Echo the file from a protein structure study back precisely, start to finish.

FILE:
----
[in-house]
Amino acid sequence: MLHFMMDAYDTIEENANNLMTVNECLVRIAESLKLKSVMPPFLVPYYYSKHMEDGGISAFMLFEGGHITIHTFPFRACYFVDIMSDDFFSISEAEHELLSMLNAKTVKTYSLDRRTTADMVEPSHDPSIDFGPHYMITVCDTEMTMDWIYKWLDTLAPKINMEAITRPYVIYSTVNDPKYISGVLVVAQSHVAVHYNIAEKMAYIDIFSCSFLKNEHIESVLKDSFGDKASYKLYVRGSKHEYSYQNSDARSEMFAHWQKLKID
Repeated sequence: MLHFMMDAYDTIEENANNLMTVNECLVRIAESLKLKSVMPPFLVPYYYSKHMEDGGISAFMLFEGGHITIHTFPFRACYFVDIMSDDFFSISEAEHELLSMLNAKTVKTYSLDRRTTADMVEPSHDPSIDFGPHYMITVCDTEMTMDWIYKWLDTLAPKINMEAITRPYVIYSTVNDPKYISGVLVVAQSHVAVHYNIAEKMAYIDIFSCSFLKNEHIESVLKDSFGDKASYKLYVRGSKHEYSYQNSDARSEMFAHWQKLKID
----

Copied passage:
[in-house]
Amino acid sequence: MLHFMMDAYDTIEENANNLMTVNECLVRIAESLKLKSVMPPFLVPYYYSKHMEDGGISAFMLFEGGHITIHTFPFRACYFVDIMSDDFFSISEAEHELLSMLNAKTVKTYSLDRRTTADMVEPSHDPSIDFGPHYMITVCDTEMTMDWIYKWLDTLAPKINMEAITRPYVIYSTVNDPKYISGVLVVAQSHVAVHYNIAEKMAYIDIFSCSFLKNEHIESVLKDSFGDKASYKLYVRGSKHEYSYQNSDARSEMFAHWQKLKID
Repeated sequence: MLHFMMDAYDTIEENANNLMTVNECLVRIAESLKLKSVMPPFLVPYYYSKHMEDGGISAFMLFEGGHITIHTFPFRACYFVDIMSDDFFSISEAEHELLSMLNAKTVKTYSLDRRTTADMVEPSHDPSIDFGPHYMITVCDTEMTMDWIYKWLDTLAPKINMEAITRPYVIYSTVNDPKYISGVLVVAQSHVAVHYNIAEKMAYIDIFSCSFLKNEHIESVLKDSFGDKASYKLYVRGSKHEYSYQNSDARSEMFAHWQKLKID